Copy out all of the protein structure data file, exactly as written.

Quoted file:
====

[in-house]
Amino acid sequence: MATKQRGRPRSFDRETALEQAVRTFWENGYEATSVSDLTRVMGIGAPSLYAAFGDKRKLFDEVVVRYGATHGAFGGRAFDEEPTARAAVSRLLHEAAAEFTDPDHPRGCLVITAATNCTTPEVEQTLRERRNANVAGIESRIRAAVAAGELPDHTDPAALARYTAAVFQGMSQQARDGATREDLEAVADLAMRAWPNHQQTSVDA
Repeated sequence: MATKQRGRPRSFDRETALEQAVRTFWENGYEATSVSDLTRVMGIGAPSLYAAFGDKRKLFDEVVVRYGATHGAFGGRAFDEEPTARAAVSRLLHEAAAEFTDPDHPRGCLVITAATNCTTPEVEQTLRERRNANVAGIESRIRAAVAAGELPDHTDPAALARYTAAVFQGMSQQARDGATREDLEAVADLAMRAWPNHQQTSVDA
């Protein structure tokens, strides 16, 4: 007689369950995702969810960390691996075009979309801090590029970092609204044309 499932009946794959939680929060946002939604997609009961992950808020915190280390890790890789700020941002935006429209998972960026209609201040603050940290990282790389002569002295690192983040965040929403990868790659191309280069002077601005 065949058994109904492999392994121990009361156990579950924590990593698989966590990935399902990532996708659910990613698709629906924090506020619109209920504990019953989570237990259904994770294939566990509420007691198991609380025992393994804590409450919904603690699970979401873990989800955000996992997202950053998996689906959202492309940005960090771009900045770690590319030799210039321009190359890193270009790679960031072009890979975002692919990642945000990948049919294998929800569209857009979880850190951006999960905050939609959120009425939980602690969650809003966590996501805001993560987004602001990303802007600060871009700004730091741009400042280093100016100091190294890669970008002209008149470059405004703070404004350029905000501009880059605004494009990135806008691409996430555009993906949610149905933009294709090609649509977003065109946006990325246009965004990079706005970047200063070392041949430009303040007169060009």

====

[in-house]
Amino acid sequence: MATKQRGRPRSFDRETALEQAVRTFWENGYEATSVSDLTRVMGIGAPSLYAAFGDKRKLFDEVVVRYGATHGAFGGRAFDEEPTARAAVSRLLHEAAAEFTDPDHPRGCLVITAATNCTTPEVEQTLRERRNANVAGIESRIRAAVAAGELPDHTDPAALARYTAAVFQGMSQQARDGATREDLEAVADLAMRAWPNHQQTSVDA
Repeated sequence: MATKQRGRPRSFDRETALEQAVRTFWENGYEATSVSDLTRVMGIGAPSLYAAFGDKRKLFDEVVVRYGATHGAFGGRAFDEEPTARAAVSRLLHEAAAEFTDPDHPRGCLVITAATNCTTPEVEQTLRERRNANVAGIESRIRAAVAAGELPDHTDPAALARYTAAVFQGMSQQARDGATREDLEAVADLAMRAWPNHQQTSVDA
């Protein structure tokens, strides 16, 4: 007689369950995702969810960390691996075009979309801090590029970092609204044309 499932009946794959939680929060946002939604997609009961992950808020915190280390890790890789700020941002935006429209998972960026209609201040603050940290990282790389002569002295690192983040965040929403990868790659191309280069002077601005 065949058994109904492999392994121990009361156990579950924590990593698989966590990935399902990532996708659910990613698709629906924090506020619109209920504990019953989570237990259904994770294939566990509420007691198991609380025992393994804590409450919904603690699970979401873990989800955000996992997202950053998996689906959202492309940005960090771009900045770690590319030799210039321009190359890193270009790679960031072009890979975002692919990642945000990948049919294998929800569209857009979880850190951006999960905050939609959120009425939980602690969650809003966590996501805001993560987004602001990303802007600060871009700004730091741009400042280093100016100091190294890669970008002209008149470059405004703070404004350029905000501009880059605004494009990135806008691409996430555009993906949610149905933009294709090609649509977003065109946006990325246009965004990079706005970047200063070392041949430009303040007169060009």